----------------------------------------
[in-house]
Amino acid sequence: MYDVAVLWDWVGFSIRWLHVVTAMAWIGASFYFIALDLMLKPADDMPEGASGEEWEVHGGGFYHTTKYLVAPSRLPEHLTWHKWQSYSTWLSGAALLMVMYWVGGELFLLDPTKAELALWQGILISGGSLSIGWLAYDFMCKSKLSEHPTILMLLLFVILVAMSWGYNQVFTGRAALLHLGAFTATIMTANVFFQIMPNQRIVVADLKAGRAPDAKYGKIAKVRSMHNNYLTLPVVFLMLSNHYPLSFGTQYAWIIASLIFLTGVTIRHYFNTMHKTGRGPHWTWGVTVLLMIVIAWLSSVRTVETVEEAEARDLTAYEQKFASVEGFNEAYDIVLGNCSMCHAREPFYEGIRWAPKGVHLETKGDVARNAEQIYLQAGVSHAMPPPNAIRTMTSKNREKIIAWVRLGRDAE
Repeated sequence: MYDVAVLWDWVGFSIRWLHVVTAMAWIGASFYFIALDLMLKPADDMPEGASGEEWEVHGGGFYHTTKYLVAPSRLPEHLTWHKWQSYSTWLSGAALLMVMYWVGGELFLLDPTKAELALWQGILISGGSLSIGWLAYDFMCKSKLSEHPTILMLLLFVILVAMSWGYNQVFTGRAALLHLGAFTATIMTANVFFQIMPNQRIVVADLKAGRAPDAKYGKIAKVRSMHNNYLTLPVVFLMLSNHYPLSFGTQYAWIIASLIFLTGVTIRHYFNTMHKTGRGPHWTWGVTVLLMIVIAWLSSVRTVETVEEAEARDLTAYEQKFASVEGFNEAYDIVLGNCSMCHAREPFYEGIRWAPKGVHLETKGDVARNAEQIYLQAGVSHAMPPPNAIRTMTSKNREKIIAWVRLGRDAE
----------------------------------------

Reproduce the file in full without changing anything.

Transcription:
[in-house]
Amino acid sequence: MYDVAVLWDWVGFSIRWLHVVTAMAWIGASFYFIALDLMLKPADDMPEGASGEEWEVHGGGFYHTTKYLVAPSRLPEHLTWHKWQSYSTWLSGAALLMVMYWVGGELFLLDPTKAELALWQGILISGGSLSIGWLAYDFMCKSKLSEHPTILMLLLFVILVAMSWGYNQVFTGRAALLHLGAFTATIMTANVFFQIMPNQRIVVADLKAGRAPDAKYGKIAKVRSMHNNYLTLPVVFLMLSNHYPLSFGTQYAWIIASLIFLTGVTIRHYFNTMHKTGRGPHWTWGVTVLLMIVIAWLSSVRTVETVEEAEARDLTAYEQKFASVEGFNEAYDIVLGNCSMCHAREPFYEGIRWAPKGVHLETKGDVARNAEQIYLQAGVSHAMPPPNAIRTMTSKNREKIIAWVRLGRDAE
Repeated sequence: MYDVAVLWDWVGFSIRWLHVVTAMAWIGASFYFIALDLMLKPADDMPEGASGEEWEVHGGGFYHTTKYLVAPSRLPEHLTWHKWQSYSTWLSGAALLMVMYWVGGELFLLDPTKAELALWQGILISGGSLSIGWLAYDFMCKSKLSEHPTILMLLLFVILVAMSWGYNQVFTGRAALLHLGAFTATIMTANVFFQIMPNQRIVVADLKAGRAPDAKYGKIAKVRSMHNNYLTLPVVFLMLSNHYPLSFGTQYAWIIASLIFLTGVTIRHYFNTMHKTGRGPHWTWGVTVLLMIVIAWLSSVRTVETVEEAEARDLTAYEQKFASVEGFNEAYDIVLGNCSMCHAREPFYEGIRWAPKGVHLETKGDVARNAEQIYLQAGVSHAMPPPNAIRTMTSKNREKIIAWVRLGRDAE